The emergency management department would be moved to the southwest corner of the first floor of the complex, to be closer to the sheriff’s office. This also would allow the office to have a south-facing door to the outside that would open to the public for easier access.
The plans include options for sheriff’s office and jail expansion, and increased efficiencies in those departments.
Planners said that, by 2030, it is likely that the courthouse will need the additional 35,000 square feet of space that the proposed, full renovation project would provide. This would bring the complex to a total of approximately 150,000 square feet.
The county’s four court branches would remain on the south end of the complex, but one would be enlarged, per a state supreme court recommendation. This would allow it to function as a “ceremonial courtroom,” where larger trials and events, such as the swearing-in of judges, could be held.
According to Potter Lawson, there has been considerable collaboration and thought that has gone into the floor planning of the proposed renovated facility. Its representatives said county staff did a great job of collaborating with experts on the floor plan.
Jared Ramthun, of Potter Lawson, said much of the courthouse’s infrastructure dates to the 1960s, “So now is a good time to invest in some upgrades.”
Experts said that if the county were to build an entirely new courthouse at a different location, that facility would cost an estimated $75 million.
If the project moves forward, planners said it would be done in phases over approximately 2.5 years. A goal would be to get the building enclosed before winter of 2021-22.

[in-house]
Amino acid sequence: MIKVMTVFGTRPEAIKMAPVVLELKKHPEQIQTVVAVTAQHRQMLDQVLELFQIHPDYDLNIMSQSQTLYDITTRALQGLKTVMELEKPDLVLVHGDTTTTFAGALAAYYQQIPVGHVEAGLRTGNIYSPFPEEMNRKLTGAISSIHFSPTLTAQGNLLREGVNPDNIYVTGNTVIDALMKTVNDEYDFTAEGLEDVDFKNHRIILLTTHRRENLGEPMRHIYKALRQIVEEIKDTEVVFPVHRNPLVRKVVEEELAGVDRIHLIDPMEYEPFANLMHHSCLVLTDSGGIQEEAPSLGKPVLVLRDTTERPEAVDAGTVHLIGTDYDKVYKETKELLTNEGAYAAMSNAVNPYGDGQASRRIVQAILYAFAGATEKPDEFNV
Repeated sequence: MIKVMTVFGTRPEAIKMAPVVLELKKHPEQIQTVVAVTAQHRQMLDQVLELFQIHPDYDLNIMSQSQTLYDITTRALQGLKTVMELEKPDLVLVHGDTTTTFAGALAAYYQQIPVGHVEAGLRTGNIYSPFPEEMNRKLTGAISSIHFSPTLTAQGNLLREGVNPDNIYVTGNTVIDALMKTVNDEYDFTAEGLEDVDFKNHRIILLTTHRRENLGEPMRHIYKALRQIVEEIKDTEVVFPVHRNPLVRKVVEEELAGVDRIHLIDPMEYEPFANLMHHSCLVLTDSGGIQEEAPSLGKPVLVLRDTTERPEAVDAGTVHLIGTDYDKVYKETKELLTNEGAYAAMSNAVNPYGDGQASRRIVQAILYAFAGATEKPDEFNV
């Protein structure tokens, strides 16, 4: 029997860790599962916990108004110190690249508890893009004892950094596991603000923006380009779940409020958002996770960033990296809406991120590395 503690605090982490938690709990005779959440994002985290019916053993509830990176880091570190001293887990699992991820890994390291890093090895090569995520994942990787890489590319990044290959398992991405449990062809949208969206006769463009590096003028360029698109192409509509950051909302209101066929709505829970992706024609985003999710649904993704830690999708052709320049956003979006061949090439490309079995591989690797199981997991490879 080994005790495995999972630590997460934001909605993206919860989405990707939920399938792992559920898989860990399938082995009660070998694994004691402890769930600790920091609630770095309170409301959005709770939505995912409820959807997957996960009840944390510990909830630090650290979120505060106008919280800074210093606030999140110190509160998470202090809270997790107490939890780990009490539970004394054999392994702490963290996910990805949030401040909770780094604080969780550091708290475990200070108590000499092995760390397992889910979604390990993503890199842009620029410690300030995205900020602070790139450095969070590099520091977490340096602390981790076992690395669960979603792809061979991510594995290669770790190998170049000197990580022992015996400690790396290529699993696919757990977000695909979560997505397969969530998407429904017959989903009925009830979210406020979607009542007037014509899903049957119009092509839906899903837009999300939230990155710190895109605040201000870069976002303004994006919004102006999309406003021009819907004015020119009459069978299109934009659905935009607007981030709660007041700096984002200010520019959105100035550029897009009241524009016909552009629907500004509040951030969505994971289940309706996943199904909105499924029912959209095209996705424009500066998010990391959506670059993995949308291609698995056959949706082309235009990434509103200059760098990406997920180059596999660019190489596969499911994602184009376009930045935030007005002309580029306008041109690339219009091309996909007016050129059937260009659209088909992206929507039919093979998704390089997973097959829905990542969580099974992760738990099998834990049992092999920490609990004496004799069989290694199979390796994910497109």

Jefferson County Administrator Ben Wehmeier said another goal would be to have the facility completed by 2024.
Planners said the project could be done just as a remodeling and reconfiguration of the courthouse portion — excluding the newer sheriff’s department and jail that dates to the early 1990s — if necessary.
Representatives of Maas Brothers said that, although they can’t see into the future, it appears that construction prices should be relatively favorable in the next two or three years, so the county could get a good deal in what they called “a construction buyer’s market.”
Funding for the project would be conducted through borrowing programs being developed by Ehlers Public Finance Advisors.
“Once it is determined if a project would move forward, as well as the scope of the project, work would primarily be financed by general obligations bonds,” Wehmeier said. “Based on a proposed schedule and draw schedule, the financing would be structured over multiple years. This would maximize the potential for bank-qualified bonds to reduce the cost of debt.”
Full renovations likely would keep the building functional for the next 30 to 50 years.
Wehmeier said the next steps in the process will be for the various committees involved, as well as the board, to determine if the county should move forward with the project, modify it, or not do it at all.